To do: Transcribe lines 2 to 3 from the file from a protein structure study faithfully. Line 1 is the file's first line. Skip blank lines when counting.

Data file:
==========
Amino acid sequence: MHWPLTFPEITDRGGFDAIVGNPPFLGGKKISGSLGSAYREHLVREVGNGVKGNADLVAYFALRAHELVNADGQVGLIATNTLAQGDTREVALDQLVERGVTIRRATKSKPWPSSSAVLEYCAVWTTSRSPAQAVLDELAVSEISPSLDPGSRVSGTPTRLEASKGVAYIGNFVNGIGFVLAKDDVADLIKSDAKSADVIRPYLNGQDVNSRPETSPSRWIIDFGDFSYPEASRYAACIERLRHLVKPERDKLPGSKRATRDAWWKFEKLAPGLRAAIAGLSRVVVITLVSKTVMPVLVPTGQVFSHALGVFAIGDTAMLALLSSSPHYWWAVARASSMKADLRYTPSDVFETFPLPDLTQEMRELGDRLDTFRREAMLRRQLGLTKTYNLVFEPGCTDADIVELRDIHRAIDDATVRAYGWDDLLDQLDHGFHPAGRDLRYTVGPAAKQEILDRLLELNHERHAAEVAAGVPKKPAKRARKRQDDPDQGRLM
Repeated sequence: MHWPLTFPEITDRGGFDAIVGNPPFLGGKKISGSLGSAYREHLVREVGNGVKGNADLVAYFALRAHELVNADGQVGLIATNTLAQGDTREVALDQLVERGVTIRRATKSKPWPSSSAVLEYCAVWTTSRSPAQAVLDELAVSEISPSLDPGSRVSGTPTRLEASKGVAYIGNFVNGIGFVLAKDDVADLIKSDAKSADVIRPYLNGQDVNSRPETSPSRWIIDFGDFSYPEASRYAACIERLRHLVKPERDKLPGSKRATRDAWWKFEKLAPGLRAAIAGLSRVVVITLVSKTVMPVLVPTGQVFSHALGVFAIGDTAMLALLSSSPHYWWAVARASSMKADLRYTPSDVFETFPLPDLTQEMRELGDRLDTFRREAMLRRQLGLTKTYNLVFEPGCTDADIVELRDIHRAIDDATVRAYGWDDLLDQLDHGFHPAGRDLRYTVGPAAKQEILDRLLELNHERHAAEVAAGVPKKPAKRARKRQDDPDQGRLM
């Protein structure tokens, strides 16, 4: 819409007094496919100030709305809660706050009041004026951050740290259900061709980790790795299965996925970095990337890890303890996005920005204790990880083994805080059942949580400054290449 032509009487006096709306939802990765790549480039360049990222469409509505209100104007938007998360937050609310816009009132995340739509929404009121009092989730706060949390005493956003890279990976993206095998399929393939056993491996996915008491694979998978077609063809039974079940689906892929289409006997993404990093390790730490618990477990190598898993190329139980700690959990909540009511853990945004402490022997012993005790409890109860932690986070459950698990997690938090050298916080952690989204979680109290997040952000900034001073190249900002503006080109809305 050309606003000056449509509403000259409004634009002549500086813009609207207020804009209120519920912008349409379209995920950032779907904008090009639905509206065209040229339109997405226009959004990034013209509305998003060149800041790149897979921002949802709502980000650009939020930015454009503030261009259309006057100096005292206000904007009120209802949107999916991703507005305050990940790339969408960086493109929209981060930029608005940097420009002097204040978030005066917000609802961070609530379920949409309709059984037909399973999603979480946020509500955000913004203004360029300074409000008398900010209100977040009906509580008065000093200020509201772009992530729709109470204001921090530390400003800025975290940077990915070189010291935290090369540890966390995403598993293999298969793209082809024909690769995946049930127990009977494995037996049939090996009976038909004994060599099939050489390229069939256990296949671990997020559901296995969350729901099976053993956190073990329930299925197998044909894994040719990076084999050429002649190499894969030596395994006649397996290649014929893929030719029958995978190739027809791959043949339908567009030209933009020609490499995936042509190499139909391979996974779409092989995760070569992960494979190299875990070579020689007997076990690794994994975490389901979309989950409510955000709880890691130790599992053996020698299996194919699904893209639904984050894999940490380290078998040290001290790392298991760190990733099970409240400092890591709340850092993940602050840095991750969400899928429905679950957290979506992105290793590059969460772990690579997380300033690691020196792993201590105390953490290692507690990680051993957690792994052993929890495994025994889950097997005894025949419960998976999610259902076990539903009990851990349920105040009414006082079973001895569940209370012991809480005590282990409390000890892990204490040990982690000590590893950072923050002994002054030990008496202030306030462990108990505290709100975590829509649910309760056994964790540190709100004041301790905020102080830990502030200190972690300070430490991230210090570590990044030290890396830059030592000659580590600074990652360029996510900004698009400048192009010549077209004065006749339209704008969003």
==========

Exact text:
Repeated sequence: MHWPLTFPEITDRGGFDAIVGNPPFLGGKKISGSLGSAYREHLVREVGNGVKGNADLVAYFALRAHELVNADGQVGLIATNTLAQGDTREVALDQLVERGVTIRRATKSKPWPSSSAVLEYCAVWTTSRSPAQAVLDELAVSEISPSLDPGSRVSGTPTRLEASKGVAYIGNFVNGIGFVLAKDDVADLIKSDAKSADVIRPYLNGQDVNSRPETSPSRWIIDFGDFSYPEASRYAACIERLRHLVKPERDKLPGSKRATRDAWWKFEKLAPGLRAAIAGLSRVVVITLVSKTVMPVLVPTGQVFSHALGVFAIGDTAMLALLSSSPHYWWAVARASSMKADLRYTPSDVFETFPLPDLTQEMRELGDRLDTFRREAMLRRQLGLTKTYNLVFEPGCTDADIVELRDIHRAIDDATVRAYGWDDLLDQLDHGFHPAGRDLRYTVGPAAKQEILDRLLELNHERHAAEVAAGVPKKPAKRARKRQDDPDQGRLM
């Protein structure tokens, strides 16, 4: 819409007094496919100030709305809660706050009041004026951050740290259900061709980790790795299965996925970095990337890890303890996005920005204790990880083994805080059942949580400054290449 032509009487006096709306939802990765790549480039360049990222469409509505209100104007938007998360937050609310816009009132995340739509929404009121009092989730706060949390005493956003890279990976993206095998399929393939056993491996996915008491694979998978077609063809039974079940689906892929289409006997993404990093390790730490618990477990190598898993190329139980700690959990909540009511853990945004402490022997012993005790409890109860932690986070459950698990997690938090050298916080952690989204979680109290997040952000900034001073190249900002503006080109809305 050309606003000056449509509403000259409004634009002549500086813009609207207020804009209120519920912008349409379209995920950032779907904008090009639905509206065209040229339109997405226009959004990034013209509305998003060149800041790149897979921002949802709502980000650009939020930015454009503030261009259309006057100096005292206000904007009120209802949107999916991703507005305050990940790339969408960086493109929209981060930029608005940097420009002097204040978030005066917000609802961070609530379920949409309709059984037909399973999603979480946020509500955000913004203004360029300074409000008398900010209100977040009906509580008065000093200020509201772009992530729709109470204001921090530390400003800025975290940077990915070189010291935290090369540890966390995403598993293999298969793209082809024909690769995946049930127990009977494995037996049939090996009976038909004994060599099939050489390229069939256990296949671990997020559901296995969350729901099976053993956190073990329930299925197998044909894994040719990076084999050429002649190499894969030596395994006649397996290649014929893929030719029958995978190739027809791959043949339908567009030209933009020609490499995936042509190499139909391979996974779409092989995760070569992960494979190299875990070579020689007997076990690794994994975490389901979309989950409510955000709880890691130790599992053996020698299996194919699904893209639904984050894999940490380290078998040290001290790392298991760190990733099970409240400092890591709340850092993940602050840095991750969400899928429905679950957290979506992105290793590059969460772990690579997380300033690691020196792993201590105390953490290692507690990680051993957690792994052993929890495994025994889950097997005894025949419960998976999610259902076990539903009990851990349920105040009414006082079973001895569940209370012991809480005590282990409390000890892990204490040990982690000590590893950072923050002994002054030990008496202030306030462990108990505290709100975590829509649910309760056994964790540190709100004041301790905020102080830990502030200190972690300070430490991230210090570590990044030290890396830059030592000659580590600074990652360029996510900004698009400048192009010549077209004065006749339209704008969003």